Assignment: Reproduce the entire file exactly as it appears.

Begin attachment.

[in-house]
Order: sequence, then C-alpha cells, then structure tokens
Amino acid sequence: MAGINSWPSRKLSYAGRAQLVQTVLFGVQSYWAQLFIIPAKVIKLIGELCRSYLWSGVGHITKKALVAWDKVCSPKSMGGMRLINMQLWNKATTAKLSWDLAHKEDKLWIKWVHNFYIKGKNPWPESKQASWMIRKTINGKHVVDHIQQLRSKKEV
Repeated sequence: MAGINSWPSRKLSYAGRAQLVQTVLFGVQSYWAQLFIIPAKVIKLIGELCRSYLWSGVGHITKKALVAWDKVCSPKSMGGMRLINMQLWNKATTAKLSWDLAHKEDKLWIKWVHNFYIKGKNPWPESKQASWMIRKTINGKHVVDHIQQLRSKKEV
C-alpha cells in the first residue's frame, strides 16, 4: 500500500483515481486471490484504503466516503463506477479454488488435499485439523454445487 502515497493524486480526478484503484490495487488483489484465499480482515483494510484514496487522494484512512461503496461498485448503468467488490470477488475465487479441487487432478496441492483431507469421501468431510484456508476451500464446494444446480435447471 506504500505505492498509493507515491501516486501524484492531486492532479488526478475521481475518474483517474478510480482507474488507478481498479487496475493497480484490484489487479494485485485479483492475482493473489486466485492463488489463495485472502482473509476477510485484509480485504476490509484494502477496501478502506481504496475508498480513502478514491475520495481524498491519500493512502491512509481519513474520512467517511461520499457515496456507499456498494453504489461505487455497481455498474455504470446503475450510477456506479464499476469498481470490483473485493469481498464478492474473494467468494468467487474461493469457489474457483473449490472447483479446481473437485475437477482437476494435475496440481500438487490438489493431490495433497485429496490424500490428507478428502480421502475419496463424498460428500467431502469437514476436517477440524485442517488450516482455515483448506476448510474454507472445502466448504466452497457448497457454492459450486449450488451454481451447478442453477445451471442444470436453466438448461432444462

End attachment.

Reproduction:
[in-house]
Order: sequence, then C-alpha cells, then structure tokens
Amino acid sequence: MAGINSWPSRKLSYAGRAQLVQTVLFGVQSYWAQLFIIPAKVIKLIGELCRSYLWSGVGHITKKALVAWDKVCSPKSMGGMRLINMQLWNKATTAKLSWDLAHKEDKLWIKWVHNFYIKGKNPWPESKQASWMIRKTINGKHVVDHIQQLRSKKEV
Repeated sequence: MAGINSWPSRKLSYAGRAQLVQTVLFGVQSYWAQLFIIPAKVIKLIGELCRSYLWSGVGHITKKALVAWDKVCSPKSMGGMRLINMQLWNKATTAKLSWDLAHKEDKLWIKWVHNFYIKGKNPWPESKQASWMIRKTINGKHVVDHIQQLRSKKEV
C-alpha cells in the first residue's frame, strides 16, 4: 500500500483515481486471490484504503466516503463506477479454488488435499485439523454445487 502515497493524486480526478484503484490495487488483489484465499480482515483494510484514496487522494484512512461503496461498485448503468467488490470477488475465487479441487487432478496441492483431507469421501468431510484456508476451500464446494444446480435447471 506504500505505492498509493507515491501516486501524484492531486492532479488526478475521481475518474483517474478510480482507474488507478481498479487496475493497480484490484489487479494485485485479483492475482493473489486466485492463488489463495485472502482473509476477510485484509480485504476490509484494502477496501478502506481504496475508498480513502478514491475520495481524498491519500493512502491512509481519513474520512467517511461520499457515496456507499456498494453504489461505487455497481455498474455504470446503475450510477456506479464499476469498481470490483473485493469481498464478492474473494467468494468467487474461493469457489474457483473449490472447483479446481473437485475437477482437476494435475496440481500438487490438489493431490495433497485429496490424500490428507478428502480421502475419496463424498460428500467431502469437514476436517477440524485442517488450516482455515483448506476448510474454507472445502466448504466452497457448497457454492459450486449450488451454481451447478442453477445451471442444470436453466438448461432444462